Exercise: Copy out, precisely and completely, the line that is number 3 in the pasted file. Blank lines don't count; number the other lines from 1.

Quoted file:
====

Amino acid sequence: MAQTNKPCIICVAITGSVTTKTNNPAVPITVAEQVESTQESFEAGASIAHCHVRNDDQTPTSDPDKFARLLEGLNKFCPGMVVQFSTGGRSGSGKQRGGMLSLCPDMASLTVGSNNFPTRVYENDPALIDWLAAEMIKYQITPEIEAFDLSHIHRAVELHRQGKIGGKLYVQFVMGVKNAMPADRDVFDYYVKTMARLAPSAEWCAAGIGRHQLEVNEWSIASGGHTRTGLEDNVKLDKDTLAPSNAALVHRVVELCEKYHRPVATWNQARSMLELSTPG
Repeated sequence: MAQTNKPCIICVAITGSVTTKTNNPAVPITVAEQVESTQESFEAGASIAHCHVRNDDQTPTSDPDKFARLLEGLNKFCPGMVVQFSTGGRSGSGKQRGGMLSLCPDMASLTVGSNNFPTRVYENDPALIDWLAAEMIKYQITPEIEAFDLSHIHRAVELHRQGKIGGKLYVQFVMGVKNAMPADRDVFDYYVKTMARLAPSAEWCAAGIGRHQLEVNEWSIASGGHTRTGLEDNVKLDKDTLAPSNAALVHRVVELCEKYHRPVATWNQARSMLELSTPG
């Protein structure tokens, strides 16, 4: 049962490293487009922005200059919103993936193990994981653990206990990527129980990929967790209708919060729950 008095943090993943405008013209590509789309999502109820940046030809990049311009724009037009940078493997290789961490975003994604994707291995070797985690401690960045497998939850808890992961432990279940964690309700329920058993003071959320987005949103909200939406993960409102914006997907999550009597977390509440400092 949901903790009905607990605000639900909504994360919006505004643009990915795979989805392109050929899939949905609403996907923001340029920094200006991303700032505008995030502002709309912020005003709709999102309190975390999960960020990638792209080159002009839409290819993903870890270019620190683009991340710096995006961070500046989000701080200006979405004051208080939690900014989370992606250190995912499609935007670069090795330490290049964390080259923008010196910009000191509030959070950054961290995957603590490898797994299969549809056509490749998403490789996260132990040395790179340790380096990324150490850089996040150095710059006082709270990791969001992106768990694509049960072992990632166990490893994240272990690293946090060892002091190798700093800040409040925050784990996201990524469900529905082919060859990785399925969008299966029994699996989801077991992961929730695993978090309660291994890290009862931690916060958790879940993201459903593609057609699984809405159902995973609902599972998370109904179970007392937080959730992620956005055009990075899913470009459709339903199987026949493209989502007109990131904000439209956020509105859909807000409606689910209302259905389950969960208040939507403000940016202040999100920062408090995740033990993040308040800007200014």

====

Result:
């Protein structure tokens, strides 16, 4: 049962490293487009922005200059919103993936193990994981653990206990990527129980990929967790209708919060729950 008095943090993943405008013209590509789309999502109820940046030809990049311009724009037009940078493997290789961490975003994604994707291995070797985690401690960045497998939850808890992961432990279940964690309700329920058993003071959320987005949103909200939406993960409102914006997907999550009597977390509440400092 949901903790009905607990605000639900909504994360919006505004643009990915795979989805392109050929899939949905609403996907923001340029920094200006991303700032505008995030502002709309912020005003709709999102309190975390999960960020990638792209080159002009839409290819993903870890270019620190683009991340710096995006961070500046989000701080200006979405004051208080939690900014989370992606250190995912499609935007670069090795330490290049964390080259923008010196910009000191509030959070950054961290995957603590490898797994299969549809056509490749998403490789996260132990040395790179340790380096990324150490850089996040150095710059006082709270990791969001992106768990694509049960072992990632166990490893994240272990690293946090060892002091190798700093800040409040925050784990996201990524469900529905082919060859990785399925969008299966029994699996989801077991992961929730695993978090309660291994890290009862931690916060958790879940993201459903593609057609699984809405159902995973609902599972998370109904179970007392937080959730992620956005055009990075899913470009459709339903199987026949493209989502007109990131904000439209956020509105859909807000409606689910209302259905389950969960208040939507403000940016202040999100920062408090995740033990993040308040800007200014």